Pension crisis requires debate

TheStar.com – Opinion/Editorial – Pension crisis requires debate
April 25, 2009

Emerging from the fog of “the great recession” is a single issue that ranks above all others in both gravity and complexity: pensions.

The economic meltdown has sapped the strength of private pensions and left many of them severely underfunded. Also looming are bankruptcies that could force private pension funds to fall back on government support mechanisms that are themselves underfunded.

Exhibit A is the auto sector, where the sustainability of company pension plans has become a key issue in the ongoing bailout talks among governments, companies and unions. General Motors alone is said to have a pension shortfall of more than $6 billion, and both the federal and provincial governments have indicated that they are not willing to make up that shortfall as part of the bailout deal.

Hence, this week’s massive “protect our pensions” protest rally sponsored by the Canadian Auto Workers – the biggest seen on the front lawn of Queen’s Park since the Mike Harris era.

But the auto company pensions are just the tip of the iceberg. Many other private sector pensions are underfunded as a result of the tumbling value of shares on the stock markets.

Also of concern is the widening pension chasm between the haves and the have-nots. Two-thirds of Ontarians have no workplace pension plan at all. Of those who have them in the private sector, there are older workers with traditional “defined benefit” pensions, where the payout upon retirement is determined by a set formula, and younger workers with “defined contribution” plans, where payments are made into individual retirement accounts and benefits are dependent on investment returns in the market.

Then there are public sector pension plans, entirely backstopped by governments – that is, taxpayers.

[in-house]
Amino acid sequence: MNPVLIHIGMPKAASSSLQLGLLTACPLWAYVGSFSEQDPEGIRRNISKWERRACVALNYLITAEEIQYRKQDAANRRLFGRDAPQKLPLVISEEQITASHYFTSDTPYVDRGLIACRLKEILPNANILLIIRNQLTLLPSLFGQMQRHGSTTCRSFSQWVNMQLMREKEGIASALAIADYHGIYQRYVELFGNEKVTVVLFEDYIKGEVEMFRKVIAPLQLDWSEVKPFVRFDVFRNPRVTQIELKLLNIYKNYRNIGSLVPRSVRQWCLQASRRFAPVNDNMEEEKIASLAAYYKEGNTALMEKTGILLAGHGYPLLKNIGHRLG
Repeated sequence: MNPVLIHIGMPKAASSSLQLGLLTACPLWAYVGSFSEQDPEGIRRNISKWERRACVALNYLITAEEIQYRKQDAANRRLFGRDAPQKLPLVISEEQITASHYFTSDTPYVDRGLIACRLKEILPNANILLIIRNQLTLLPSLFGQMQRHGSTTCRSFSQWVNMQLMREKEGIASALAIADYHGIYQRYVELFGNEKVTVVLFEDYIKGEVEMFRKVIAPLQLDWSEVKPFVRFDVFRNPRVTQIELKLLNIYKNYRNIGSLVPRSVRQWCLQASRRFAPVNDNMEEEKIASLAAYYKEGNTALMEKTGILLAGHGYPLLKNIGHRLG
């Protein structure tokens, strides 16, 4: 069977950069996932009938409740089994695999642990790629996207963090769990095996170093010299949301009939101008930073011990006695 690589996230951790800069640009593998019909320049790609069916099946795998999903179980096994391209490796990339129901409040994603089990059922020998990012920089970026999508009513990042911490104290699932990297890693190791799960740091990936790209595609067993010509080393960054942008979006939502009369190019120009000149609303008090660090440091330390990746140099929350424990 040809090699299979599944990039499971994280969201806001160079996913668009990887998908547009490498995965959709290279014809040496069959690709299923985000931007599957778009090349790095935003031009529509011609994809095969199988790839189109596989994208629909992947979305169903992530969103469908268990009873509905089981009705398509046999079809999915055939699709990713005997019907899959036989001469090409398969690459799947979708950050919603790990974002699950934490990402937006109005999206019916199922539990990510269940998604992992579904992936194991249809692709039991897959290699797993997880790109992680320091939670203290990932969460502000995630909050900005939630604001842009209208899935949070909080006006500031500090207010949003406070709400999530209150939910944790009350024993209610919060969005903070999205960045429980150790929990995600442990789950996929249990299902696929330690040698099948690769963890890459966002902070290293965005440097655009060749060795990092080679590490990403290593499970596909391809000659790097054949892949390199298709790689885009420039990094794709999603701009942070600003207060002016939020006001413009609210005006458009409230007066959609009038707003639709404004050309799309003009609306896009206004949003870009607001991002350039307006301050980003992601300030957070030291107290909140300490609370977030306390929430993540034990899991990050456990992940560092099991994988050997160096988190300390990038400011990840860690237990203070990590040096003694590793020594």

In the past, we could paper over these differences because the workforce was growing at a faster rate than the retirees, and the contributions of the former could help pay for the benefits of the latter. Now that equation is changing, and there is a real potential for generational warfare.

“I think it’s time for the more thoughtful people in Canada to come together and to begin to look at this in earnest,” said Premier Dalton McGuinty this week. “We need a major national rethink of our pensions and the benefits that are there, or not there, for the older generation, because we’ve parlayed ourselves into a period of pension crisis. And I don’t think that’s putting it too strongly.”

Many solutions have been put forward in recent weeks, including: an expanded Canada Pension Plan; a separate provincial pension for workers not covered by any other plan (British Columbia is already pursuing this idea); and the merger of smaller plans with the big public-sector pensions like Teachers and OMERS, the municipal employees’ plan.

What we need now is a public debate on pensions. McGuinty is calling for a national summit to tackle the issue. That would be a good start. Pensions are too important to leave the discussion to actuaries and accountants alone.

 

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